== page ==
The Lost Tales chapter goes more in depth than the account in The Silmarillion, telling notably in detail of Tuor's and Ecthelion's feats in battle, and mentioning every captain of the Houses of the Gondolindrim.
J.R.R. Tolkien began writing what would become "The Fall of Gondolin" in 1917, in an army barracks on the back of a sheet of military marching music. It is the first traceable, substantial story he wrote of the Middle-earth legendarium.
Because Tolkien was constantly revising his First Age stories, the narrative he wrote in 1917 (published posthumously in The Book of Lost Tales Part Two) remains the only full account of Gondolin's fall. The narrative in The Silmarillion was the result of the editing by his son Christopher of various different sources, and is briefer.
A partial new version of "The Fall of Gondolin" was published in the Unfinished Tales under the title "Of Tuor and his Coming to Gondolin". Actually titled "Of Tuor and the Fall of Gondolin", this narrative shows a great expansion of the earlier tale. It can be surmised from this text that Tolkien would have rewritten the entire story, but for reasons that are not known he abandoned the text before Tuor actually arrives in the city. For this reason Christopher Tolkien re-titled the story before including it in Unfinished Tales.
|Foreign Language||Translated name|
|Bulgarian Cyrillic||Падането на Гондолин|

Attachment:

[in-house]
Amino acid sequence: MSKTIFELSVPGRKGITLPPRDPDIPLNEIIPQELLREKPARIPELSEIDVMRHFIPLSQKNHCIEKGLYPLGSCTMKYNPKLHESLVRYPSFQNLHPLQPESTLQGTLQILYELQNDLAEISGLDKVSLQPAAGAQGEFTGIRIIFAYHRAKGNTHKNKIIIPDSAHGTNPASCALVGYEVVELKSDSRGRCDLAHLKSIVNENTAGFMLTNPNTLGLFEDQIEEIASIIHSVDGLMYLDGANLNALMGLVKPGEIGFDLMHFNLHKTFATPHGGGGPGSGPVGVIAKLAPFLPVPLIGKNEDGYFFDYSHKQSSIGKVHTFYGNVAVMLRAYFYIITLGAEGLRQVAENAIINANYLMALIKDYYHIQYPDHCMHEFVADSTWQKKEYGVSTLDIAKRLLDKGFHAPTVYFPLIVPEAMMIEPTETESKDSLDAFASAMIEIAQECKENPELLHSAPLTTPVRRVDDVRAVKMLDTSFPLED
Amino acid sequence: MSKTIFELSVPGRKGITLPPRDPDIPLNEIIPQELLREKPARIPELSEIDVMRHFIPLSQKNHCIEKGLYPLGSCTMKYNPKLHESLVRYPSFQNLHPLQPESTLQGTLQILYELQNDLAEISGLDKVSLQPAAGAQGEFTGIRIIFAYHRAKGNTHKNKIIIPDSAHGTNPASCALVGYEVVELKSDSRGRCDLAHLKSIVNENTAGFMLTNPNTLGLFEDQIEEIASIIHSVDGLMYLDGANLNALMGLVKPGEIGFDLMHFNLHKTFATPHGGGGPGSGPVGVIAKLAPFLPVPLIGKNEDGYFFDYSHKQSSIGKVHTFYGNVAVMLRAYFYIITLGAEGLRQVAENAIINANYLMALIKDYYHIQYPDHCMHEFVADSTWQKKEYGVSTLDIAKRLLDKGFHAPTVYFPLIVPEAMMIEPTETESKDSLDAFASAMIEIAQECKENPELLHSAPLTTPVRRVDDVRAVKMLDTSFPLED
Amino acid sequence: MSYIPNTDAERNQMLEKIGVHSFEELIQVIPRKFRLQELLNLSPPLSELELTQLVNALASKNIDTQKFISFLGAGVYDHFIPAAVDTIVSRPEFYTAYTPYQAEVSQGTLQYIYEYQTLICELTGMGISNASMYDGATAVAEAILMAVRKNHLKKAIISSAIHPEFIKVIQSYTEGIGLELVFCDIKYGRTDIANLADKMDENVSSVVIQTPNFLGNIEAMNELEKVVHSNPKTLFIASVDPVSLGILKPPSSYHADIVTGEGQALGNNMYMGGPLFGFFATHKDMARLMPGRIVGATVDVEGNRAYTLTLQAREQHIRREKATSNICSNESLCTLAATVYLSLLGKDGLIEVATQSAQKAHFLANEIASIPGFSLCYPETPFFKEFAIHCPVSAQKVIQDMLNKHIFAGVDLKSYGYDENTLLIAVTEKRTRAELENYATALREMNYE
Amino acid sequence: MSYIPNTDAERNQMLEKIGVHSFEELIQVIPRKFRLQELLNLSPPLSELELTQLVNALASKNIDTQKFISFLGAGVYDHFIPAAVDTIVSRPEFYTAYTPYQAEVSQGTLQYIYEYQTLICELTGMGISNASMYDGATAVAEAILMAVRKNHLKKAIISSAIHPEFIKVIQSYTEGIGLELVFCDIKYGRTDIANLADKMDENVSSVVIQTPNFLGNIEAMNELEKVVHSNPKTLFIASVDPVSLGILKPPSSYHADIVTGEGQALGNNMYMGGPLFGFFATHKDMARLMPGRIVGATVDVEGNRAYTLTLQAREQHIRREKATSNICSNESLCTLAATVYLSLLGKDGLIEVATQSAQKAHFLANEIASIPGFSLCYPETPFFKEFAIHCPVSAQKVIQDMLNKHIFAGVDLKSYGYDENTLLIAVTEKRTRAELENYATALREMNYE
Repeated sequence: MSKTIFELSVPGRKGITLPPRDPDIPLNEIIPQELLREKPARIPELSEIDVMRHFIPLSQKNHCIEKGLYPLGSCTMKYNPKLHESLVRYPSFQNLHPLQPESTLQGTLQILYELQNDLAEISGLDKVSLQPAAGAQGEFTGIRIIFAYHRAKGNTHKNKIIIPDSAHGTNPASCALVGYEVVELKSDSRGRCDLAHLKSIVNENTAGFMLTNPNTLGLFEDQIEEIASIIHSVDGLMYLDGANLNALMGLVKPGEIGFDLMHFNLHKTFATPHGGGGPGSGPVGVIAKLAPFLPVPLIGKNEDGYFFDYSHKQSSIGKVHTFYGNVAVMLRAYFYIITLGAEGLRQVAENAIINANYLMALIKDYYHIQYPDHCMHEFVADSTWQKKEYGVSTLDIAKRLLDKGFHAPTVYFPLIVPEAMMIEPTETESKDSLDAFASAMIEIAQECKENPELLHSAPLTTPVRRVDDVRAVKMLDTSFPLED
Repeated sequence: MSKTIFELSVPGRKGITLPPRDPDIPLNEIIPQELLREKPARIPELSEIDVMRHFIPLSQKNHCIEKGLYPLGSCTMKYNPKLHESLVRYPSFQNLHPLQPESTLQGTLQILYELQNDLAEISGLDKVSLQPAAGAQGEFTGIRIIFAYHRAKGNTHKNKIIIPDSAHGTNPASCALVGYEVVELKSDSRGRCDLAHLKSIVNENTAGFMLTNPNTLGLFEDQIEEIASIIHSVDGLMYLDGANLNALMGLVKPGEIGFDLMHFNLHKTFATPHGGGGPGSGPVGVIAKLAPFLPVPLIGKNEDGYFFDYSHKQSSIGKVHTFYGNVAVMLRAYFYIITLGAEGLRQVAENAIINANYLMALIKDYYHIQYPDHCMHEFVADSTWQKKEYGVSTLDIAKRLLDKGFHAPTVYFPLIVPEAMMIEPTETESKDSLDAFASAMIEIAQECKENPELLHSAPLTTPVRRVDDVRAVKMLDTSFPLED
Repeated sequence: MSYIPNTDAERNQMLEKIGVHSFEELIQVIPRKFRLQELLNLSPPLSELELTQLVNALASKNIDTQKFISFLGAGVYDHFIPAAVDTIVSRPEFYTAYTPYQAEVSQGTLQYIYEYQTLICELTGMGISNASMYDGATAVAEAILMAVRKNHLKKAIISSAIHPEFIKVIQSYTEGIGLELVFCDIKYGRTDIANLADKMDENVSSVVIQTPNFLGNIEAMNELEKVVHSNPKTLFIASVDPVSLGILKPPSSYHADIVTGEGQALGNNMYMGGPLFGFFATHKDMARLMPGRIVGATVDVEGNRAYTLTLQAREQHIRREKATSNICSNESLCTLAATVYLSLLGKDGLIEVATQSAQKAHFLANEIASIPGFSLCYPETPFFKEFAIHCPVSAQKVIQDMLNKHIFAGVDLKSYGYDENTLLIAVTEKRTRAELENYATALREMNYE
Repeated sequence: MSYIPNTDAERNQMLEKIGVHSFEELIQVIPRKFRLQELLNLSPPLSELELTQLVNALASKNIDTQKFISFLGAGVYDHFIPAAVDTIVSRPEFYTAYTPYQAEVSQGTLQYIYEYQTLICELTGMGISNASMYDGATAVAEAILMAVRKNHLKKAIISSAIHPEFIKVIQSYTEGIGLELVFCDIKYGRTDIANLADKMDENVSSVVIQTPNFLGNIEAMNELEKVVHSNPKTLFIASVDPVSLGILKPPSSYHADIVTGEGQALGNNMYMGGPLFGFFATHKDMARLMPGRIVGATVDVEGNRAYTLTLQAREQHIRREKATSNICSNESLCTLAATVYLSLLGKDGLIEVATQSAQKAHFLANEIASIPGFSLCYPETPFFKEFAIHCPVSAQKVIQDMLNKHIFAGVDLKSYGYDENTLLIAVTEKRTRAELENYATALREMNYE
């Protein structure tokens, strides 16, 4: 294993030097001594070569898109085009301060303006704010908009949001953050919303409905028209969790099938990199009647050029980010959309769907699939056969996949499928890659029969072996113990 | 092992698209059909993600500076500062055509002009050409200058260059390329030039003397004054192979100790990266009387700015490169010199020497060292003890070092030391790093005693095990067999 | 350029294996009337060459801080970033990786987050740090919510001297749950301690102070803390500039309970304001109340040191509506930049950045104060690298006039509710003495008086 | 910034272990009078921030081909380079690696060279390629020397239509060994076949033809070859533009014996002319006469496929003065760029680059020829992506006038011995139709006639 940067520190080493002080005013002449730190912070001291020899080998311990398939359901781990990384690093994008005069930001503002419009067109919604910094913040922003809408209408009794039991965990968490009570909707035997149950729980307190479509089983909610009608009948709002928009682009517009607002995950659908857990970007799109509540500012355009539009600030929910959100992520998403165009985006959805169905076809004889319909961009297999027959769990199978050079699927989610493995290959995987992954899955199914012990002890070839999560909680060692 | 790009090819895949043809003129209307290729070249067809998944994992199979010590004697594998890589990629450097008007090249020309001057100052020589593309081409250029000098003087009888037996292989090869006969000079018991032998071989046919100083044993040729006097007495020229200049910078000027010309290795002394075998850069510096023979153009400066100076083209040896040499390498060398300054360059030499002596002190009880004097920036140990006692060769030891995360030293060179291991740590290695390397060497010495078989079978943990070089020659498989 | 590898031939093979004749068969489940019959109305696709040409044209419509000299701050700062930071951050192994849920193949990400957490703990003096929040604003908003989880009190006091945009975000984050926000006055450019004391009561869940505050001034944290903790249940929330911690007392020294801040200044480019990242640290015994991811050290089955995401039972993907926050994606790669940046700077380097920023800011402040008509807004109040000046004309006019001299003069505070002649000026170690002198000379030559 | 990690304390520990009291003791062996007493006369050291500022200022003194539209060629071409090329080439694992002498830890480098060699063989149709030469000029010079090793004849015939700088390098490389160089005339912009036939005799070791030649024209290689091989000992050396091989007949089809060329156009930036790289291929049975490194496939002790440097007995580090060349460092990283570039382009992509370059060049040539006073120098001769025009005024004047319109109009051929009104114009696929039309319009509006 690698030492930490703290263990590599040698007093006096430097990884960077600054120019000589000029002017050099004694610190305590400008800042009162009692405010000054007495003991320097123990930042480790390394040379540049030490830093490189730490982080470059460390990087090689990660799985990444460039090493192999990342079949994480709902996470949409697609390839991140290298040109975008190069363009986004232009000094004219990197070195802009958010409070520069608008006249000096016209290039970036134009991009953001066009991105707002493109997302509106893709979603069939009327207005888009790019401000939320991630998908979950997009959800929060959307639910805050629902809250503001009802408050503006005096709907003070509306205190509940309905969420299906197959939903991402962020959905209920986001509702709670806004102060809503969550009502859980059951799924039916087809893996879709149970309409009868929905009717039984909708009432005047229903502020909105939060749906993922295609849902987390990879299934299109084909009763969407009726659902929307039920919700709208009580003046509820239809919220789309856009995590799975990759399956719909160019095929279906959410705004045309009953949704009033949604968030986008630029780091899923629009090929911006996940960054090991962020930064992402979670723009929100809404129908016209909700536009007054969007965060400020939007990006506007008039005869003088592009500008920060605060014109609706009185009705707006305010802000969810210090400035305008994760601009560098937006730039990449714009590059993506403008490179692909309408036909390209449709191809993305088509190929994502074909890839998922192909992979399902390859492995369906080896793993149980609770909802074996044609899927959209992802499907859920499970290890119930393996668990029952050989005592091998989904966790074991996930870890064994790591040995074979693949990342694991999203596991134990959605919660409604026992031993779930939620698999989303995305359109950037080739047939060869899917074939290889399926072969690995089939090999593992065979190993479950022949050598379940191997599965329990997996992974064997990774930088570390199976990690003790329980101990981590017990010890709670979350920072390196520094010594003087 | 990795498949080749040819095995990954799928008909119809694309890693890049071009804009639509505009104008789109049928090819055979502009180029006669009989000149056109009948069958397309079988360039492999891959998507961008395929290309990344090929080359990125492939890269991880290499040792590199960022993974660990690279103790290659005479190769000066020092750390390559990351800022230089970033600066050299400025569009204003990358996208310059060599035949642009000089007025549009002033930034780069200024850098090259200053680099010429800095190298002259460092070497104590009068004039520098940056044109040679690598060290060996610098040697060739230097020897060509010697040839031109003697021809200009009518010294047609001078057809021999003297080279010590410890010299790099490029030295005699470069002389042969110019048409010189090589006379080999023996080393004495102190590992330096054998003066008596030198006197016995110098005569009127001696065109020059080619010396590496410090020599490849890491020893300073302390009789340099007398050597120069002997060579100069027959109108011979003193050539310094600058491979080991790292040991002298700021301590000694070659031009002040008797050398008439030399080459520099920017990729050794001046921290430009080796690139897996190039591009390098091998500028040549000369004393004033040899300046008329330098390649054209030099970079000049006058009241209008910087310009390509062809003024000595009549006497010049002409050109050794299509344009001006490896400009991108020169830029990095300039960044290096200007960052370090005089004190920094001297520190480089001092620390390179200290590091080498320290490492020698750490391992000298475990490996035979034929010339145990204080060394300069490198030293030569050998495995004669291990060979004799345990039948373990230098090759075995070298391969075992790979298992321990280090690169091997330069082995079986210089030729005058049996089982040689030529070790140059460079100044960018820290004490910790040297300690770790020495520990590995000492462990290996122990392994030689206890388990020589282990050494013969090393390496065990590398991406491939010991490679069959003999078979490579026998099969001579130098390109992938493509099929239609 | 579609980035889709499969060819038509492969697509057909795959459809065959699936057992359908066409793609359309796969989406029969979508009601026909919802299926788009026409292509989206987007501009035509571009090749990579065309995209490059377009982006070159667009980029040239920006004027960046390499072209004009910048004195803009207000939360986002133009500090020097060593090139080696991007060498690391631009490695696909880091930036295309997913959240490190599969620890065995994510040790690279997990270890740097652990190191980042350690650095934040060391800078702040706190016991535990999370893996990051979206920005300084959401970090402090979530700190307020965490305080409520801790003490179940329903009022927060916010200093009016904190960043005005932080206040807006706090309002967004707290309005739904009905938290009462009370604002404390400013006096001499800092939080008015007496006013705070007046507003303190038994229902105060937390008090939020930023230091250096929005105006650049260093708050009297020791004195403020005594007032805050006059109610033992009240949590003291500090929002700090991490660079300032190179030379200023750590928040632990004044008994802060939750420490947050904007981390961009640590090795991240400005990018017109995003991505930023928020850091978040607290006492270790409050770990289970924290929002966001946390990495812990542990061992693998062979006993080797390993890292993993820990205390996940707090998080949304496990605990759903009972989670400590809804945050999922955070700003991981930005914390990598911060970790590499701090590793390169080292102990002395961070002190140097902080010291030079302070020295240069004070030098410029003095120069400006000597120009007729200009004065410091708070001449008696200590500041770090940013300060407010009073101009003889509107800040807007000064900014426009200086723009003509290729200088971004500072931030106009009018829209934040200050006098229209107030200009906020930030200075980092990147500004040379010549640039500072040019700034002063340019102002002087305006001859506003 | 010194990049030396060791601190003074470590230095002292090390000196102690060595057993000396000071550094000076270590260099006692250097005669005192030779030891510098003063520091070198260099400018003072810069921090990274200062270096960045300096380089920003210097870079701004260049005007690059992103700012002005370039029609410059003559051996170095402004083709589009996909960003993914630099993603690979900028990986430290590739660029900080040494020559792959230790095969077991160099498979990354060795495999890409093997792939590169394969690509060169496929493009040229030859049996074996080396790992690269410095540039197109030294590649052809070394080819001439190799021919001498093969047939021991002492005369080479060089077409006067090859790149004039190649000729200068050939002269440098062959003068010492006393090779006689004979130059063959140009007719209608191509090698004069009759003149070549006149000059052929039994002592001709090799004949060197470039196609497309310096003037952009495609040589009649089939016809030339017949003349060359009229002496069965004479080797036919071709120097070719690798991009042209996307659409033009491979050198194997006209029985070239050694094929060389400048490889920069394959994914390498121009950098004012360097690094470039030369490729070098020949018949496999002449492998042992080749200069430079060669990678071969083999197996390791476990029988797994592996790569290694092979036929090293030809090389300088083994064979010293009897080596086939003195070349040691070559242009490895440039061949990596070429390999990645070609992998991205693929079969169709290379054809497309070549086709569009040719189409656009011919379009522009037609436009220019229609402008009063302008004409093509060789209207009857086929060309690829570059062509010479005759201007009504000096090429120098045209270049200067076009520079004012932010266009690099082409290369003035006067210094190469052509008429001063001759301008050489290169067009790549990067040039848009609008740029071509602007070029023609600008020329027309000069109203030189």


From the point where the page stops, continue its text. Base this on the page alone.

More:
|Catalan||La caiguda de Gondolin|
|Dutch||De Val van Gondolin|
|Esperanto||La Falo de Gondolin|
|French||La Chute de Gondolin|
|Galician||A caída de Gondolin|
|German||Der Fall von Gondolin|
|Greek||Η Πτώση της Γκόντολιν|
|Hungarian||A Gondolin bukása|
|Italian||La caduta di Gondolin|
|Kazakh||Гондоленнің құлдырауы (Cyrillic) Gondolenniñ quldırawı (Latin)|
|Macedonian Cyrillic||На Падот на Гондолин|
|Malagasy||Ny fianjeran'i Gondolin|
|Portuguese||A Queda de Gondolin|
|Serbian||Пад Гондолина (Cyrillic) Pad Gondolina (Latin)|
|Spanish||La caída de Gondolin|
|Ukrainian Cyrillic||Падіння Ґондоліна|
|J.R.R. Tolkien's Middle-earth Legendarium|
|The Hobbit (1937) • The Lord of the Rings (The Fellowship of the Ring  • The Two Towers  • The Return of the King ) • The Adventures of Tom Bombadil  • The Road Goes Ever On |
|Bilbo's Last Song  • The Silmarillion  • Unfinished Tales  |
The History of Middle-earth (The Book of Lost Tales Part One  • The Book of Lost Tales Part Two  • The Lays of Beleriand  • The Shaping of Middle-earth  • The Lost Road and Other Writings  • The Return of the Shadow  • The Treason of Isengard  • The War of the Ring  • Sauron Defeated  • Morgoth's Ring  • The War of the Jewels  • The Peoples of Middle-earth  • Index )
Great Tales (The Children of Húrin  • Beren and Lúthien  • The Fall of Gondolin (book) )
The Nature of Middle-earth 
- Tolkien, J.R.R.. The Fall of Gondolin (Kindle Locations 150-153). Houghton Mifflin Harcourt. Kindle Edition.
- The Silmarillion, Quenta Silmarillion, Chapter XXIII: "Of Tuor and the Fall of Gondolin"
- The History of Middle-earth, Vol. III: The Lays of Beleriand, II. "Poems Early Abandoned"
- John Garth, Tolkien and the Great War, pg. 214